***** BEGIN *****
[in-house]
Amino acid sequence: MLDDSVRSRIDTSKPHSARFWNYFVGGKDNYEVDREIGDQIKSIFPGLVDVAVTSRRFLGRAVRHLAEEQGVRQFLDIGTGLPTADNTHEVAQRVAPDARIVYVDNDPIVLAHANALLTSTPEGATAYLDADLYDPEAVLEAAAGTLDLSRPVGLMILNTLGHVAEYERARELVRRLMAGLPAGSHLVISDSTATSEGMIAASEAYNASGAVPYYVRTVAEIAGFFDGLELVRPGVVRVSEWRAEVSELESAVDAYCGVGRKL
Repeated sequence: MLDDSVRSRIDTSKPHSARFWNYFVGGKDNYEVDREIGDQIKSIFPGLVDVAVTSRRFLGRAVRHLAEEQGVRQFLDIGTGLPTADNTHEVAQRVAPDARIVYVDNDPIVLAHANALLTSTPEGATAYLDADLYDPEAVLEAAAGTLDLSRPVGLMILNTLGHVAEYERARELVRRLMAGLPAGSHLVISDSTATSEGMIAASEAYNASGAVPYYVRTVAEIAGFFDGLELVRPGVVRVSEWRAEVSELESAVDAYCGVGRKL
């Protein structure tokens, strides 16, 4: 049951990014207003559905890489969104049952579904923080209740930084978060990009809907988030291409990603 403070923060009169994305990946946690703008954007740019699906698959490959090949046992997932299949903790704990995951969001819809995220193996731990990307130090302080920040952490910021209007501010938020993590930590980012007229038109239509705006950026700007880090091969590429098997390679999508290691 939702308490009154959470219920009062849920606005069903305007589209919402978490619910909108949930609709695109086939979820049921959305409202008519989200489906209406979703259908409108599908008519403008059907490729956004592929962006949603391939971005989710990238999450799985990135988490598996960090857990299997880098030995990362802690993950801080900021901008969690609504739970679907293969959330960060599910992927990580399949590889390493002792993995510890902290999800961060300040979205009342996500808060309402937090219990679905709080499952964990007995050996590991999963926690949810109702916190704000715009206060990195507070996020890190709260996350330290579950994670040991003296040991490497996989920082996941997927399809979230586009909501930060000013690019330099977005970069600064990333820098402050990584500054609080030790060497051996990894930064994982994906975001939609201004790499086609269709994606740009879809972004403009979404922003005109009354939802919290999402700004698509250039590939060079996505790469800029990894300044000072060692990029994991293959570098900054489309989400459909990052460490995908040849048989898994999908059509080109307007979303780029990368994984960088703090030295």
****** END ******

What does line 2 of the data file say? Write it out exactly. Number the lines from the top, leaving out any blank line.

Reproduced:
Amino acid sequence: MLDDSVRSRIDTSKPHSARFWNYFVGGKDNYEVDREIGDQIKSIFPGLVDVAVTSRRFLGRAVRHLAEEQGVRQFLDIGTGLPTADNTHEVAQRVAPDARIVYVDNDPIVLAHANALLTSTPEGATAYLDADLYDPEAVLEAAAGTLDLSRPVGLMILNTLGHVAEYERARELVRRLMAGLPAGSHLVISDSTATSEGMIAASEAYNASGAVPYYVRTVAEIAGFFDGLELVRPGVVRVSEWRAEVSELESAVDAYCGVGRKL